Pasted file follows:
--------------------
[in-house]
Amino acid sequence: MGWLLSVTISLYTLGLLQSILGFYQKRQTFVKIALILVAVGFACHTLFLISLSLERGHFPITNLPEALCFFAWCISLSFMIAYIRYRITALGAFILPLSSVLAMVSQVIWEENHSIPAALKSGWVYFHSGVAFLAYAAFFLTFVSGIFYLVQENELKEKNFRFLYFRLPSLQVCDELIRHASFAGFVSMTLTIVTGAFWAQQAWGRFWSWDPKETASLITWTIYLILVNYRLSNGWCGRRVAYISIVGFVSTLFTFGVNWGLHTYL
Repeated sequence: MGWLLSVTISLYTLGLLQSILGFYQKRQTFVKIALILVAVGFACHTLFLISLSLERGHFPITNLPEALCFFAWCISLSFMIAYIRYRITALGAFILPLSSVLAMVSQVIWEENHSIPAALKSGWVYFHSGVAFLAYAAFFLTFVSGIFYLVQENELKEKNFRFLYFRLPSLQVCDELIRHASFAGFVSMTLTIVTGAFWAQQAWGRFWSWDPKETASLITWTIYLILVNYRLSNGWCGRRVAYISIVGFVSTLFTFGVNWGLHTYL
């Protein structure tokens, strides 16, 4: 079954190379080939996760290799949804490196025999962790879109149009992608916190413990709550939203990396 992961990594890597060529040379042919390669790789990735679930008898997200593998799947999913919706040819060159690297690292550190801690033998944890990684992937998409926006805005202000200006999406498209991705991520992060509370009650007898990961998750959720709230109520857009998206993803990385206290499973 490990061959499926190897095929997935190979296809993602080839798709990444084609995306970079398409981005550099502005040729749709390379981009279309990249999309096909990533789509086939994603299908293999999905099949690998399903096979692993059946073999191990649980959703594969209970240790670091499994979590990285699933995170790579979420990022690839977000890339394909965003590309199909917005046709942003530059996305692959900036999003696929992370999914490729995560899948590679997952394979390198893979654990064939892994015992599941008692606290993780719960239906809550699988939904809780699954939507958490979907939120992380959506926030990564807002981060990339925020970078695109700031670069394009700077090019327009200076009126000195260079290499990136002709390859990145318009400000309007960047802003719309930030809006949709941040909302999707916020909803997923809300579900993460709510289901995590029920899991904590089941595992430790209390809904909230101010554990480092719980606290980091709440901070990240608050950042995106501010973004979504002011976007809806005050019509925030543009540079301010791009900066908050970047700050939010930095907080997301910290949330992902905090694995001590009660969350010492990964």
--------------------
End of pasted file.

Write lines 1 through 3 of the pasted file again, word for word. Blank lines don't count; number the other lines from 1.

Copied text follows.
[in-house]
Amino acid sequence: MGWLLSVTISLYTLGLLQSILGFYQKRQTFVKIALILVAVGFACHTLFLISLSLERGHFPITNLPEALCFFAWCISLSFMIAYIRYRITALGAFILPLSSVLAMVSQVIWEENHSIPAALKSGWVYFHSGVAFLAYAAFFLTFVSGIFYLVQENELKEKNFRFLYFRLPSLQVCDELIRHASFAGFVSMTLTIVTGAFWAQQAWGRFWSWDPKETASLITWTIYLILVNYRLSNGWCGRRVAYISIVGFVSTLFTFGVNWGLHTYL
Repeated sequence: MGWLLSVTISLYTLGLLQSILGFYQKRQTFVKIALILVAVGFACHTLFLISLSLERGHFPITNLPEALCFFAWCISLSFMIAYIRYRITALGAFILPLSSVLAMVSQVIWEENHSIPAALKSGWVYFHSGVAFLAYAAFFLTFVSGIFYLVQENELKEKNFRFLYFRLPSLQVCDELIRHASFAGFVSMTLTIVTGAFWAQQAWGRFWSWDPKETASLITWTIYLILVNYRLSNGWCGRRVAYISIVGFVSTLFTFGVNWGLHTYL